Thursday 24 November 2011

Cranberry thanksgiving

I am a bit hesitant to write about this book so have the caveat first-I'm English not American. Having said that, I am writing about Cranberry thanksgiving because the children, and I, have all learnt so much from it. I love it when I learn from the children's books and the Five in a Row books often bring up things that I hadn't known before.

Cranberry thanksgiving, by Wende and Harry Devlin, is the story of a girl who lives with her grandmother on a cranberry farm. Each Thanksgiving Day, they each invite a visitor to eat the meal including Grandmother's famous cranberry bread, made from a secret recipe. The guests this year are the smooth Mr Horace and the rougher, old sea captain, Mr Whiskers. An attempt is made to steal the famous recipe and it turns out that things are not as they seem.
Geography: We found New England on the world map. I have been fascinated to learn about cranberry bogs and the harvesting of cranberries-something that I knew nothing about before last week. We watched a video about harvesting and looked at the four air sacs in the cranberries which enable them to float.

Bible: This story has such a strong link to Samuel being sent to anoint David in 1 Samuel chapter 16. We have talked about "Man looketh on the outward appearance, but the Lord looketh on the heart." and read about David's anointing.

History: I was brought up on the old Ladybird history books and we have a little collection. This week was the turn of the Pilgrim Fathers.
The children acted out the story of the Mayflower and the arrival in the New World-they loved this.

Science: I was inspired by Almost Unschoolers to use the anthocyanin iin cranberries as a pH indicator using vinegar and sodium bicarbonate. It worked well although I didn't take photos as we used very small quantities of my rather precious cranberries. The photos on Almost Unschoolers show their results beautifully. Of course, we had to add the vinegar to the sodium bicarbonate and see what happened. 

A first introduction to the concept of acids and alkalis although Miss Belle and Mr Exuberance had seen what happens when they are added together in various volcano experiments before.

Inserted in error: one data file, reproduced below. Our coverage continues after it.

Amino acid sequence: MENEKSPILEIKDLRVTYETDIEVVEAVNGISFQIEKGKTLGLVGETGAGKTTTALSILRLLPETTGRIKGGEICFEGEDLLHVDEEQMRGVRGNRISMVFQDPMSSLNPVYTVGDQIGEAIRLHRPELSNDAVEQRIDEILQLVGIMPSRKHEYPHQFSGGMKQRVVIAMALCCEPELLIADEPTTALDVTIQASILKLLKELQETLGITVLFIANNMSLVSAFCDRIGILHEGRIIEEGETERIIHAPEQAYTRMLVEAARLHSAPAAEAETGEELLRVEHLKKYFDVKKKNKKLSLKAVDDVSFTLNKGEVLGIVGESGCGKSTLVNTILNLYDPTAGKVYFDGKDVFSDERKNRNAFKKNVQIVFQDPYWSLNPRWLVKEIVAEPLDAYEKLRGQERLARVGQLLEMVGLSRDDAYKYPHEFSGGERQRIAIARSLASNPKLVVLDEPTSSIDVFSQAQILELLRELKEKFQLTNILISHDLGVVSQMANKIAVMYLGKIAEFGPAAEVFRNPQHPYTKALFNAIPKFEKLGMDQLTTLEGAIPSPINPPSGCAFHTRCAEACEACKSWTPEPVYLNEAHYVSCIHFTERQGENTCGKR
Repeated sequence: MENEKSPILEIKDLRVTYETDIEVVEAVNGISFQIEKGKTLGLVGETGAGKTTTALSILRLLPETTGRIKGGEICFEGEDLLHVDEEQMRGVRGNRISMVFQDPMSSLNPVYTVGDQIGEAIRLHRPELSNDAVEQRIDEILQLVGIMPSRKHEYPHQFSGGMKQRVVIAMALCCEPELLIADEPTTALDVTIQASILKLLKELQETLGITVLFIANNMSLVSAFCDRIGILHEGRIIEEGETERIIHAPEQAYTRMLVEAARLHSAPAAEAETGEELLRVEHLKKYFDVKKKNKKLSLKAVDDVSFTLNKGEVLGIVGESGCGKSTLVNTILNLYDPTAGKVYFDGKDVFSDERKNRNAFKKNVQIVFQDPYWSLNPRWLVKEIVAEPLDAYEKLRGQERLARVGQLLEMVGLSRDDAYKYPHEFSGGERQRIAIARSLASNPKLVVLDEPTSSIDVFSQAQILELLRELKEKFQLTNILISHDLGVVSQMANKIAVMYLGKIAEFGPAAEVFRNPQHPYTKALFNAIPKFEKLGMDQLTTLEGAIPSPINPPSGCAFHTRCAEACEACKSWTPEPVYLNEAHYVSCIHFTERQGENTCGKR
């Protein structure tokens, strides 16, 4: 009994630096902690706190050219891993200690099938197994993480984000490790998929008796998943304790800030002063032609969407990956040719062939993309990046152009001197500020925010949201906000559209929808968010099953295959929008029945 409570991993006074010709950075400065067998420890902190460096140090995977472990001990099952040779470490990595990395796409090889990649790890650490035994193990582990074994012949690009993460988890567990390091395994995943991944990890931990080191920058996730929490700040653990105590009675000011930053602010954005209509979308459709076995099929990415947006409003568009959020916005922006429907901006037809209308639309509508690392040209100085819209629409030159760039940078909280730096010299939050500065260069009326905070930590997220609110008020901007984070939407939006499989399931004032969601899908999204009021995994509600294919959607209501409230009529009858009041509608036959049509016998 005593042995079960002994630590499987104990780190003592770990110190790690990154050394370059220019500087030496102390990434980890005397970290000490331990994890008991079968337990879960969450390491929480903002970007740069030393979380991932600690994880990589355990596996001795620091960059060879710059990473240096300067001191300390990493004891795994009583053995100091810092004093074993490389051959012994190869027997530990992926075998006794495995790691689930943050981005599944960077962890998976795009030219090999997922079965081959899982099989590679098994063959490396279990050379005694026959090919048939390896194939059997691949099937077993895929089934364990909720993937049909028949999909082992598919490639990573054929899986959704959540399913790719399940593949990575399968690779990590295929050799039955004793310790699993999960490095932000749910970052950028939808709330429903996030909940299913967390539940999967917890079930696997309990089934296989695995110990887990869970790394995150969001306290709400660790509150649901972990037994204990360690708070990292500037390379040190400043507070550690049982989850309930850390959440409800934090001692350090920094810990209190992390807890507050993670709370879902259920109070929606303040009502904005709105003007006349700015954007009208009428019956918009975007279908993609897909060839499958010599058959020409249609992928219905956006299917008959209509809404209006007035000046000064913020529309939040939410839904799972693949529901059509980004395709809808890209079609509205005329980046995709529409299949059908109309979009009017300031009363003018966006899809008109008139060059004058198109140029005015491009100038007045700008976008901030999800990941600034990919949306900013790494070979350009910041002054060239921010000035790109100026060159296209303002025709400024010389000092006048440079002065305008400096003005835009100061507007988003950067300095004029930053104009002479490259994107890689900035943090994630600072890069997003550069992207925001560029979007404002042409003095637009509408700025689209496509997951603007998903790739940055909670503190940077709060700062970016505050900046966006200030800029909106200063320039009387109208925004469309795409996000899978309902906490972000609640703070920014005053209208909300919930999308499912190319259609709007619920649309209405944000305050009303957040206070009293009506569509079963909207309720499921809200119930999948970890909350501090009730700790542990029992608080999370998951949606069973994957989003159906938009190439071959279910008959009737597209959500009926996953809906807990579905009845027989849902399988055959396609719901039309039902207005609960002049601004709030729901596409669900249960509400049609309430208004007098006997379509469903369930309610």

Maths: We had to make cranberry bread. This introduced the concept of  recipes which use volume measurements rather than the weight measurements that are more familiar in the UK.

Language: It was appropriate to read books about thankfulness and blessings alongside Cranberry Thanksgiving.
We  read the beautiful illustrated Psalm 103 by Johannah Bluedorn.

and Count your blessings by Jeane Cabral. This is a counting book with magnets to add to each page.

Lastly, we had a turkey Thanksgiving dinner along with our cranberry bread.
 Hopefully, some happy memories and learning for this book.

Happy Thanksgiving Day, especially to my American readers! 

This is linked to Mouse grows, Mouse learns.


  1. Wow, I love all the activities you did! I have that book and have read it to my children several times, but we never have tried the cranberry bread. My son brought the book to me a few days ago and asked if we could make it sometime--will have to try it! And Happy Thanksgiving to you...from one of your American readers in England. : )

  2. Cranberry Thanksgiving was in our home library when I was a child and I am thankful to share it with my own children. We have been enjoying lots of cranberries here lately. I buy them reduced after the holidays and freeze them. We've been eating last years! So neat that you are learning about some American history and culture!

  3. Debbie-the bread was really popular with the slightly older members of the family. The little ones weren't quite so sure still they liked making it.

  4. Anita-great way to buy cranberries. There were some in the supermarkets here so will have to look to see if there are any reduced! We are enjoying learning about American culture.